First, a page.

Week 1 April 2003: 35 mm in the rain gauge this week.
The 1st of April is the 8th anniversary of our retirement.  Work colleagues thought that this was an appropriate day for our retirement. We have never regretted the decision to retire. Having a passionate interest in the environment in general and native plants in particular keeps both our minds and bodies active.
Eucalyptus laevopinea, the Silvertop Stringybark, is native to Yallaroo and we provide a haven for large numbers of this splendid tree. Many specimens are now in full flower and are attracting a range of honeyeaters, exotic honeybees and numerous native insects.
The constant rain has triggered the appearance of numerous tomato plants throughout the garden. These are a variety known as Tommy Toe that we grew a few years ago. The seeds patiently waited for the drought to break before germinating. Unfortunately they have appeared too late in the year and the frosts will curtail their development. The grass is also growing rapidly so some time is spent on the mower.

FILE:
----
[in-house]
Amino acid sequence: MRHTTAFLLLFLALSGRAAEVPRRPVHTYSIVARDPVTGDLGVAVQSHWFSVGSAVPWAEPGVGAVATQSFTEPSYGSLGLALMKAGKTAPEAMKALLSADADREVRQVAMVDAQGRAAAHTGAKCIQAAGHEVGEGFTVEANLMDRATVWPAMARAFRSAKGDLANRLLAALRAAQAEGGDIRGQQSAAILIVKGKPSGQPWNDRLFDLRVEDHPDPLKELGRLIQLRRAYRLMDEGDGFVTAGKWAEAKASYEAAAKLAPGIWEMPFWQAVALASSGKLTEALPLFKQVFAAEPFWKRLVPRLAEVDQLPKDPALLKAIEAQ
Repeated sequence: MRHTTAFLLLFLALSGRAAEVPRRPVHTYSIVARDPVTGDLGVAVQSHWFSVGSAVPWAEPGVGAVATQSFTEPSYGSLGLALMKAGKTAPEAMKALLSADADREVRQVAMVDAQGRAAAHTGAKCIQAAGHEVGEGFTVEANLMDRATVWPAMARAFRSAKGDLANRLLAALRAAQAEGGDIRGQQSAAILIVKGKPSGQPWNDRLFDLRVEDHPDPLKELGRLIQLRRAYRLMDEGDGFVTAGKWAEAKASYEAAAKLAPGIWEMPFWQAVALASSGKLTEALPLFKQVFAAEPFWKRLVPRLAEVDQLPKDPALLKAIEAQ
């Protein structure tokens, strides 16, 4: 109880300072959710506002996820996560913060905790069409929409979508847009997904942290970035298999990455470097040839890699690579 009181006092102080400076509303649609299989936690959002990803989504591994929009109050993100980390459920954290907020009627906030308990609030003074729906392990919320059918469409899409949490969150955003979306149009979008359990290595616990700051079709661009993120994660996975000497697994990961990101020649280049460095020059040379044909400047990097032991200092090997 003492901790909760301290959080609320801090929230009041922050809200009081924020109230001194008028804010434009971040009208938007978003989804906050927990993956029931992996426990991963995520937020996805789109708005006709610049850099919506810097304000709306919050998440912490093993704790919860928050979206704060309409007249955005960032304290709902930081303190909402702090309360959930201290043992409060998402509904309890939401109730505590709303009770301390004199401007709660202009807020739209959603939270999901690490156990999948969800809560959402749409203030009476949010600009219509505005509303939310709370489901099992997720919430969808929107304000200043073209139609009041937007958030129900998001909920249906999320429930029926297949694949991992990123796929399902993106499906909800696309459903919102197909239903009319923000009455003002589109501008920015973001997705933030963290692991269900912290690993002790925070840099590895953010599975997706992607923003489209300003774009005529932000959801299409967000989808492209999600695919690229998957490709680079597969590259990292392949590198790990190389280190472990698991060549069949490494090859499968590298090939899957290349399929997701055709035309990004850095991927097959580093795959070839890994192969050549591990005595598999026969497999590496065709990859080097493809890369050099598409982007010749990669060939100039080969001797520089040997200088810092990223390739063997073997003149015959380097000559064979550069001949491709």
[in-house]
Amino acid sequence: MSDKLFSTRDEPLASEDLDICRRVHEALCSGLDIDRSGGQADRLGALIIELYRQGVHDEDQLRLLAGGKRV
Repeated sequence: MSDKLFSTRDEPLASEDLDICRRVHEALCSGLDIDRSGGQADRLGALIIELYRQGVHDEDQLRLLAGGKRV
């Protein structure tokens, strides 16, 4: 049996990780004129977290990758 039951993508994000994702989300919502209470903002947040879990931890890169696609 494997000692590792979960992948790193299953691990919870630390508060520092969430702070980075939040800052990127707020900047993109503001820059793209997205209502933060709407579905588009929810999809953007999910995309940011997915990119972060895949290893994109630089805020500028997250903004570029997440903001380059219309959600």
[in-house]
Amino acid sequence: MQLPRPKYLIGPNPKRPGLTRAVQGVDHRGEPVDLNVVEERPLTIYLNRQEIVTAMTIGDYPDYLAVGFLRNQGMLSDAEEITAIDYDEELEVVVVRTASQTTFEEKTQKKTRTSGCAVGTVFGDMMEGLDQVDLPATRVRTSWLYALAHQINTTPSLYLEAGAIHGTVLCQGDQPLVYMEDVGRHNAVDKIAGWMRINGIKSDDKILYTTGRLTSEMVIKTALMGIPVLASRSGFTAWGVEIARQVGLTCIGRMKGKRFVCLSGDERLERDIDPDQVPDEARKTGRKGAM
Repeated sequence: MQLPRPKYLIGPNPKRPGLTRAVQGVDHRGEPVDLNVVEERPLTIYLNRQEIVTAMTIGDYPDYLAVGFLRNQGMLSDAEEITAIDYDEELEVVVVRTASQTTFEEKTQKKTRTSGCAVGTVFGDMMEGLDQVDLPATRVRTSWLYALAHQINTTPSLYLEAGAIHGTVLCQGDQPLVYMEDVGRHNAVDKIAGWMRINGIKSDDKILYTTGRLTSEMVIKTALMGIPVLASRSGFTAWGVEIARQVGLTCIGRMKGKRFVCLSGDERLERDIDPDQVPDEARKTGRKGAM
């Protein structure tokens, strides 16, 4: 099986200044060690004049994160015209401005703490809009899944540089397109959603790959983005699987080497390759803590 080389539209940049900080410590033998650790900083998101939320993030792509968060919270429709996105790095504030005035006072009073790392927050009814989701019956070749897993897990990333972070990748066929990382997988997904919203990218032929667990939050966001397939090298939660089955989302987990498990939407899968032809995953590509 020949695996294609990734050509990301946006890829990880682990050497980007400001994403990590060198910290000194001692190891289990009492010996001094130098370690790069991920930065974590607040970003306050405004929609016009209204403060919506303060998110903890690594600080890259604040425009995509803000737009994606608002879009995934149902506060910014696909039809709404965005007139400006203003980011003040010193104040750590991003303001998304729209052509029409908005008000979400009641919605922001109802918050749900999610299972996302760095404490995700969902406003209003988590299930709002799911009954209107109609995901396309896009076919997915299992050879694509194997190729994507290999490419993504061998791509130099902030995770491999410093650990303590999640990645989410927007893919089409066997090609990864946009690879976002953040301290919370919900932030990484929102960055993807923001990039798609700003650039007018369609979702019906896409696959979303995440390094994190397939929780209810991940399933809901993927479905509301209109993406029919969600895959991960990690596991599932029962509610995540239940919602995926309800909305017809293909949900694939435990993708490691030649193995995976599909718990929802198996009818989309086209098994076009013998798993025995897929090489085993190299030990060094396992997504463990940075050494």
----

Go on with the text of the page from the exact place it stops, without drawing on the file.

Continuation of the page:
One of our local native plants is also responding to the rain. Mentha australis is a relative of the culinary mints and is forming dense, weed-suppressing carpets. The aromatic foliage has been used to brew herbal tea.
A pair of Little Grebes visited our Big Dam. They are very shy birds and disappear under the water when disturbed. They surface some distance from where they submerged.
Some of our Grevilleas and Hakeas have developed yellow foliage. They have been kept too long in their tubes and have run out of nutrients. We are now putting lawn food in the holes when they are planted in the garden. The lawn food has high nitrogen, low phosphorus and potassium as well as the micronutrients such as iron and boron. We will let you know if this method succeeds or fails.

Garden Diary